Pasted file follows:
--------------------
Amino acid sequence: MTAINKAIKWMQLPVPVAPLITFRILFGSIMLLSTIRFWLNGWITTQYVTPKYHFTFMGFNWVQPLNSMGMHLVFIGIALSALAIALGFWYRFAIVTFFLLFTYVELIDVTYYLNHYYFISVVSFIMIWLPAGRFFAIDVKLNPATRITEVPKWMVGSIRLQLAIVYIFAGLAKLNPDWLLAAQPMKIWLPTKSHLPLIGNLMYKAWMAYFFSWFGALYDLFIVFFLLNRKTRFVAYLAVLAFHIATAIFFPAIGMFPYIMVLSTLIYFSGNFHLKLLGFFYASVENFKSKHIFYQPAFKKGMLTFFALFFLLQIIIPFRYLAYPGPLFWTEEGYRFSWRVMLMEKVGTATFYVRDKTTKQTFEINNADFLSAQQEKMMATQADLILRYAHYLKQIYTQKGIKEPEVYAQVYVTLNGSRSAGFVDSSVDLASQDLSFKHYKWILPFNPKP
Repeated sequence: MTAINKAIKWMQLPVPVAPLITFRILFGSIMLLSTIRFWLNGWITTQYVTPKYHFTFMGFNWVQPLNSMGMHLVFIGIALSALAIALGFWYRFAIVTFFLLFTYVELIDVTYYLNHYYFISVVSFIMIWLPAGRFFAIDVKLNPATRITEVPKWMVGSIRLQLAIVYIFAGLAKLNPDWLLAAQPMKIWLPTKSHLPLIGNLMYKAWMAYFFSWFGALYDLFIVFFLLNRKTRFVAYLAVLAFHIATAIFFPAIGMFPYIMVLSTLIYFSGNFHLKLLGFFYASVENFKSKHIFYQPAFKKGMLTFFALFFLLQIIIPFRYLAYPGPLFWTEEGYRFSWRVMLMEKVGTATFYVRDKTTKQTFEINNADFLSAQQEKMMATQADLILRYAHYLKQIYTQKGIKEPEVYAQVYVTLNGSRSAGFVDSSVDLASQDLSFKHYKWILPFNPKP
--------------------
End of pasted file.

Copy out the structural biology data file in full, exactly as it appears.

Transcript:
Amino acid sequence: MTAINKAIKWMQLPVPVAPLITFRILFGSIMLLSTIRFWLNGWITTQYVTPKYHFTFMGFNWVQPLNSMGMHLVFIGIALSALAIALGFWYRFAIVTFFLLFTYVELIDVTYYLNHYYFISVVSFIMIWLPAGRFFAIDVKLNPATRITEVPKWMVGSIRLQLAIVYIFAGLAKLNPDWLLAAQPMKIWLPTKSHLPLIGNLMYKAWMAYFFSWFGALYDLFIVFFLLNRKTRFVAYLAVLAFHIATAIFFPAIGMFPYIMVLSTLIYFSGNFHLKLLGFFYASVENFKSKHIFYQPAFKKGMLTFFALFFLLQIIIPFRYLAYPGPLFWTEEGYRFSWRVMLMEKVGTATFYVRDKTTKQTFEINNADFLSAQQEKMMATQADLILRYAHYLKQIYTQKGIKEPEVYAQVYVTLNGSRSAGFVDSSVDLASQDLSFKHYKWILPFNPKP
Repeated sequence: MTAINKAIKWMQLPVPVAPLITFRILFGSIMLLSTIRFWLNGWITTQYVTPKYHFTFMGFNWVQPLNSMGMHLVFIGIALSALAIALGFWYRFAIVTFFLLFTYVELIDVTYYLNHYYFISVVSFIMIWLPAGRFFAIDVKLNPATRITEVPKWMVGSIRLQLAIVYIFAGLAKLNPDWLLAAQPMKIWLPTKSHLPLIGNLMYKAWMAYFFSWFGALYDLFIVFFLLNRKTRFVAYLAVLAFHIATAIFFPAIGMFPYIMVLSTLIYFSGNFHLKLLGFFYASVENFKSKHIFYQPAFKKGMLTFFALFFLLQIIIPFRYLAYPGPLFWTEEGYRFSWRVMLMEKVGTATFYVRDKTTKQTFEINNADFLSAQQEKMMATQADLILRYAHYLKQIYTQKGIKEPEVYAQVYVTLNGSRSAGFVDSSVDLASQDLSFKHYKWILPFNPKP